Like his compatriot Pietro Mascagni, Ruggero Leoncavallo belongs to a group of composers known primarily for one famous work – in this case, his much-loved and widely performed opera, Pagliacci. Born and educated in Naples, Leoncavallo’s output was predominantly operatic, contributing to the tradition of ‘verismo’, which sought to portray greater realism in art and literature. He also uniquely provided the libretti for many of his own works, as well contributing to the text of Puccini’s Manon Lescaut.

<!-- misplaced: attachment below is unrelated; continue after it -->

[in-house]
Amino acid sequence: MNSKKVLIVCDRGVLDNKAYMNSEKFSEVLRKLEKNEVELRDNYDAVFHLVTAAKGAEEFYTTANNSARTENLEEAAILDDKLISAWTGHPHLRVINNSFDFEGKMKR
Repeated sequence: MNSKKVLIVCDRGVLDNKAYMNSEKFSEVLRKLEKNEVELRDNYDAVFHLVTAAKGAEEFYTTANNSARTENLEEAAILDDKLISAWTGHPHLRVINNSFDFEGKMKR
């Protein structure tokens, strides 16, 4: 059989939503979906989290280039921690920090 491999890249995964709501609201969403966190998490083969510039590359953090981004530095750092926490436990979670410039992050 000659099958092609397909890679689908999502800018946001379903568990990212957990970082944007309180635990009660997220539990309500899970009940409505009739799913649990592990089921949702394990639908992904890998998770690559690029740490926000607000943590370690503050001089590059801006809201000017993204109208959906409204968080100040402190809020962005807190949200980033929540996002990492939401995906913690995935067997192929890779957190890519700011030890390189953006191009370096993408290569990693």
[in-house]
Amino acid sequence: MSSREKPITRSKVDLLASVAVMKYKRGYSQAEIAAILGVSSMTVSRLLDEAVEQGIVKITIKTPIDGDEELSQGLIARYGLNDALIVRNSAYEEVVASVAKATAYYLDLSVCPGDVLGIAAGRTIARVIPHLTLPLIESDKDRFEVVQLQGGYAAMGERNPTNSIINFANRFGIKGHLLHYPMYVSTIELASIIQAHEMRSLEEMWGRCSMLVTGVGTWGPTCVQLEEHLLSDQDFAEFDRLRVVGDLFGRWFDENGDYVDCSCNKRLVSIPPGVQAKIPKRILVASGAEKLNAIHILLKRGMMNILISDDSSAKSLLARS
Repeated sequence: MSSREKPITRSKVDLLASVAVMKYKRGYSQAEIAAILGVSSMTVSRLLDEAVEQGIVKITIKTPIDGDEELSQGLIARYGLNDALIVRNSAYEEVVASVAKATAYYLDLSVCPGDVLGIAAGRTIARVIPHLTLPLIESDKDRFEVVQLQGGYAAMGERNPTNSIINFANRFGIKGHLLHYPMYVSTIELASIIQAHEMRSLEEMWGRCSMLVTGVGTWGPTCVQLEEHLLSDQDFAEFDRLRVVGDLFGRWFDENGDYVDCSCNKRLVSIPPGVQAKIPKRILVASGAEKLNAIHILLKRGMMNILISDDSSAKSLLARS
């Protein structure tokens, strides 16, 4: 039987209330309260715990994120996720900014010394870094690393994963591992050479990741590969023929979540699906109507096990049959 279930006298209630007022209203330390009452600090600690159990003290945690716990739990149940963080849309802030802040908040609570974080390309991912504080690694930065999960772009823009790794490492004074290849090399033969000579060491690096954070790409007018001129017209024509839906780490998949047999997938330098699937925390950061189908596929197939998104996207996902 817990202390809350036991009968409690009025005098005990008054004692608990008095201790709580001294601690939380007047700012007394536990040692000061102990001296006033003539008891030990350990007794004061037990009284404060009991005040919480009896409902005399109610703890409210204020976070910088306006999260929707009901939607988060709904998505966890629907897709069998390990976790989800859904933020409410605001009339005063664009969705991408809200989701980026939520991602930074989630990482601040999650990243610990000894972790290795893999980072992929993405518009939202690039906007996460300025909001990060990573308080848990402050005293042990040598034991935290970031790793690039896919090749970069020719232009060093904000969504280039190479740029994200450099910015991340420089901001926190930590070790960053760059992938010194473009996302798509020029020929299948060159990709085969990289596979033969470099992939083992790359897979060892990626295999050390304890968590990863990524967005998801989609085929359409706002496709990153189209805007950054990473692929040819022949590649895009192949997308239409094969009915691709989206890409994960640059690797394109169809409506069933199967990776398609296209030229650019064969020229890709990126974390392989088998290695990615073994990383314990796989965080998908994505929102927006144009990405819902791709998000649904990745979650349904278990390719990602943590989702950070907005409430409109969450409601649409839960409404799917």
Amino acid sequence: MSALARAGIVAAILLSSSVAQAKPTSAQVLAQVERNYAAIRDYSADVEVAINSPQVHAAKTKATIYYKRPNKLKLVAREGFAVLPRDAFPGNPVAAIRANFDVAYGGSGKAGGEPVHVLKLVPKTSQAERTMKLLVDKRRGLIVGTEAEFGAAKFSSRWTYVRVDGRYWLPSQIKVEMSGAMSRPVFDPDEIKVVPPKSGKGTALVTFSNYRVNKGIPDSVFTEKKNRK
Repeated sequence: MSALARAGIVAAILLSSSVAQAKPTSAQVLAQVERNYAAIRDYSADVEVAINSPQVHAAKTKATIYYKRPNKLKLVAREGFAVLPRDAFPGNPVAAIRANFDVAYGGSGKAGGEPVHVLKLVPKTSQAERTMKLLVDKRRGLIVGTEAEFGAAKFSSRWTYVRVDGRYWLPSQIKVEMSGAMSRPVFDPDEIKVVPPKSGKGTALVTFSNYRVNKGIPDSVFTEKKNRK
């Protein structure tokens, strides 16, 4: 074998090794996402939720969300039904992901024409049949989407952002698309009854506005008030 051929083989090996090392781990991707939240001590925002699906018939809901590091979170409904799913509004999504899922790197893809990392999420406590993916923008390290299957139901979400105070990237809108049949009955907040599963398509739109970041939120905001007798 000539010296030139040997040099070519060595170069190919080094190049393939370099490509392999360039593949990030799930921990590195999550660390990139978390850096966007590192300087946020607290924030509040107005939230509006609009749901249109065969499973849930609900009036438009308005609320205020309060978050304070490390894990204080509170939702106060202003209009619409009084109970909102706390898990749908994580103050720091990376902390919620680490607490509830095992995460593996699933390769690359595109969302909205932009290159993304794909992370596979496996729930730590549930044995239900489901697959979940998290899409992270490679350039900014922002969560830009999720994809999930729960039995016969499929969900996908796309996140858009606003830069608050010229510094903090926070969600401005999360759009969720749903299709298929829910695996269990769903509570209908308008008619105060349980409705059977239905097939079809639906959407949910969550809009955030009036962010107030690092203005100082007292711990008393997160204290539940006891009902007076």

Mattinata (‘Morning Song’) was written at the behest of The Gramophone Company (latterly HMV), and dedicated to the renowned tenor Enrico Caruso, who recorded it in 1904 with the composer at the piano. Set to a text by Leoncavallo himself, it is a charming and cheerful greeting from a lover to his beloved, and has since become a popular folk song in the composer’s native Italy.